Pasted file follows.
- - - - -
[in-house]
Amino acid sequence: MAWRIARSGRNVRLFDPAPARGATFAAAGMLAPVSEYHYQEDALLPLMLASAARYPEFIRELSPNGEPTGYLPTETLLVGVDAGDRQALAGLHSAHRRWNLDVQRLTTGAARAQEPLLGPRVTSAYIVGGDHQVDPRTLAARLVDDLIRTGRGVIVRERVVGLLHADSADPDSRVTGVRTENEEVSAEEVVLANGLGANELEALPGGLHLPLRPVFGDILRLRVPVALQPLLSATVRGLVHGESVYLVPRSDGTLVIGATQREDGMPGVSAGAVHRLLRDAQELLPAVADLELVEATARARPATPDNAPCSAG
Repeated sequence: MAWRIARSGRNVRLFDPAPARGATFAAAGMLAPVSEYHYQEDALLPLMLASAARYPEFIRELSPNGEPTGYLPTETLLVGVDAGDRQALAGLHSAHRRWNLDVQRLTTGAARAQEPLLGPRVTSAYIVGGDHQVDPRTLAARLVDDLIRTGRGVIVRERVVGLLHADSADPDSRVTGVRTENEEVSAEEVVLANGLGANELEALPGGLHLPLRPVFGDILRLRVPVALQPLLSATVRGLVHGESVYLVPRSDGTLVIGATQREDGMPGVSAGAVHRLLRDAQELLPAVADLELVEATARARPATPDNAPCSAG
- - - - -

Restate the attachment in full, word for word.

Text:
[in-house]
Amino acid sequence: MAWRIARSGRNVRLFDPAPARGATFAAAGMLAPVSEYHYQEDALLPLMLASAARYPEFIRELSPNGEPTGYLPTETLLVGVDAGDRQALAGLHSAHRRWNLDVQRLTTGAARAQEPLLGPRVTSAYIVGGDHQVDPRTLAARLVDDLIRTGRGVIVRERVVGLLHADSADPDSRVTGVRTENEEVSAEEVVLANGLGANELEALPGGLHLPLRPVFGDILRLRVPVALQPLLSATVRGLVHGESVYLVPRSDGTLVIGATQREDGMPGVSAGAVHRLLRDAQELLPAVADLELVEATARARPATPDNAPCSAG
Repeated sequence: MAWRIARSGRNVRLFDPAPARGATFAAAGMLAPVSEYHYQEDALLPLMLASAARYPEFIRELSPNGEPTGYLPTETLLVGVDAGDRQALAGLHSAHRRWNLDVQRLTTGAARAQEPLLGPRVTSAYIVGGDHQVDPRTLAARLVDDLIRTGRGVIVRERVVGLLHADSADPDSRVTGVRTENEEVSAEEVVLANGLGANELEALPGGLHLPLRPVFGDILRLRVPVALQPLLSATVRGLVHGESVYLVPRSDGTLVIGATQREDGMPGVSAGAVHRLLRDAQELLPAVADLELVEATARARPATPDNAPCSAG